Scientists from IDG/McGovern Institute for Brain Research at Tsinghua disclosed in vivo evidence of stress granule misprocessing in a new ALS mouse model


On May 1st 2020, a new finding entitled “In vivo stress granule misprocessing evidenced in a FUS knock-in ALS mouse model” was published in current issue of Brain by Dr. Yichang Jia’s group in the School of Medicine at Tsinghua University, IDG/McGovern Institute for Brain Research at Tsinghua, and Tsinghua-Peking Joint Center for Life Sciences. In this work, Xue Zhang et al. described a new and rational mouse model for ALS and provided new insights into the disease mechanisms.  

Amyotrophic lateral sclerosis (ALS), also known as Lou Gehrig's disease, is a devastating neurodegenerative disease that affects at least 16,000 at any given time in USA ( and estimated 65,000-100,000 in China. It leads to motor neuron nerve loss in brain and spinal cord that control your muscles. Therefore, as the disease progresses, it gets harder for patients to walk, talk, eat, and breathe. Many people live with the disease for only 2-5 years from the time of their diagnosis and currently there is no cure for the disease, partially due to our poor understanding of the disease mechanisms.

In 2006, Dr. Virginia Lee at UPenn first disclosed TDP-43 pathology in ALS and Frontotemporal dementia (FTD) (Neumann et al., 2006). Subsequent studies revealed that the mutations of TDP-43 and FUS, two structurally similar RNA binding proteins (RBPs), are associated with familiar and sporadic ALS (Cruz and Cleveland, 2011). Strikingly, the TDP-43 and FUS pathologies, majorly mislocalized and ubiquitin-positive these two RBPs (Dormann and Haass, 2011), are not only found in ASL and FTD as Dr. Virginia Lee disclosed but also in a large proportion of other neurodegenerative diseases, including Alzheimer’s, Parkinson’s, and Huntington’s diseases, underscoring the dysfunction of these RBPs are common in the etiology of the diseases. However, how these RBP dysfunction leads to the diseases is still largely unknown.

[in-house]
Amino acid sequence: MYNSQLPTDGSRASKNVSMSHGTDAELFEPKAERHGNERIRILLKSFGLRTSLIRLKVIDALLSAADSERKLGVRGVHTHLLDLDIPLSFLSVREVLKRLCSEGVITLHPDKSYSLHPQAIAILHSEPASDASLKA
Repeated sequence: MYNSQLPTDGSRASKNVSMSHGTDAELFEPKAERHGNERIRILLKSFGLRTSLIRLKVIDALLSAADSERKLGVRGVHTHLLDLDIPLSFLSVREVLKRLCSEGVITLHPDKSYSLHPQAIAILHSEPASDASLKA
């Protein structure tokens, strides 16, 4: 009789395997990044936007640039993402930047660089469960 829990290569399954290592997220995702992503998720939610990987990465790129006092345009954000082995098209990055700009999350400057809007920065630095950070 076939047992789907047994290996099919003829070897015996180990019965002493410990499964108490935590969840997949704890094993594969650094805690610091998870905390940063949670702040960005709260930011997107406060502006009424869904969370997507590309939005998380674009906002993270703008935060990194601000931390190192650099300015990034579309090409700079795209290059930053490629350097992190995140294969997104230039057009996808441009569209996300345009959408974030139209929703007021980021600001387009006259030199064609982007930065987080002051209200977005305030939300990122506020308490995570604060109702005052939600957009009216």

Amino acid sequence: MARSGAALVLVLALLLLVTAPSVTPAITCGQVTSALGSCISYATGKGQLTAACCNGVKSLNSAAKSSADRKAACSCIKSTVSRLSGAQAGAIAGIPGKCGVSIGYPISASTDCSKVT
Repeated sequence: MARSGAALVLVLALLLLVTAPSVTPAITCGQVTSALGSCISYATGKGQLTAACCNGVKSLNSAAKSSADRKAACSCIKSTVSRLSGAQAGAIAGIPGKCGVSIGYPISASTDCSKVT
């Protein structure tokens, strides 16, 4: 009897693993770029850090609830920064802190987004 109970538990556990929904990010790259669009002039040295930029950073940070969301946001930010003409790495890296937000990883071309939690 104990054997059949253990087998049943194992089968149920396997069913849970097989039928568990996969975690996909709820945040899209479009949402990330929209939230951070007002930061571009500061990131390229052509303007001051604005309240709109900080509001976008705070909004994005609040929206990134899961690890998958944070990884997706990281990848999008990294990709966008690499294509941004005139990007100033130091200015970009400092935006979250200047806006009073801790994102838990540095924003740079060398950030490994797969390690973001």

After identification of mutations of TDP-43 and FUS in ALS, scientists modeled the disease by using mouse and transgenic approach, which ectopically overexpressed the ALS mutant proteins many times in mouse.  In fact, ALS patients carry a point mutation rather than overexpression of these RBPs.  Therefore, Xue Zhang et al. generated a new mouse ALS model which carries an ALS point mutation to reflect the disease nature. However, this new model does not display paralysis and shorter lifespan as seen in the patients, suggesting the second hit required for the pathogenesis. 

Emerging evidence reveals that TDP-43 and FUS among other RBPs with low complexity domain are involved in a cellular process called stress granule (SG), a RNA/protein complex assembled when cell faces stress to cease the cytoplasmic mRNA translation but disassembled when the stress is withdrawn. These previous findings supposed that ALS mutant TDP-43 and FUS affect the processing of SG in the disease pathogenesis (Aulas and Velde, 2015).  However, whether and how reasonable level of ALS mutant RBP affects SG dynamics in diseased neurons are largely unknown. The new model generated by Xue Zhang et al. allows scientists to answer the above question. Using the new model, Xue Zhang et al. documented that the mutant but not wildtype FUS moves into SG and majorly affects mutant SG disassembly when motor neurons facing oxidative stress challenge (Figure 1).  More importantly, they challenged the mutant mouse with an oxidative stress inducer arsenite and observed that the challenge led to ALS-like pathologies and severe motor defects in the mutant but not wildtype animals. Xue’s findings for the first time provide experimental support that environmental insult and gene mutation---two hits---synergistically contribute to ALS pathogenesis.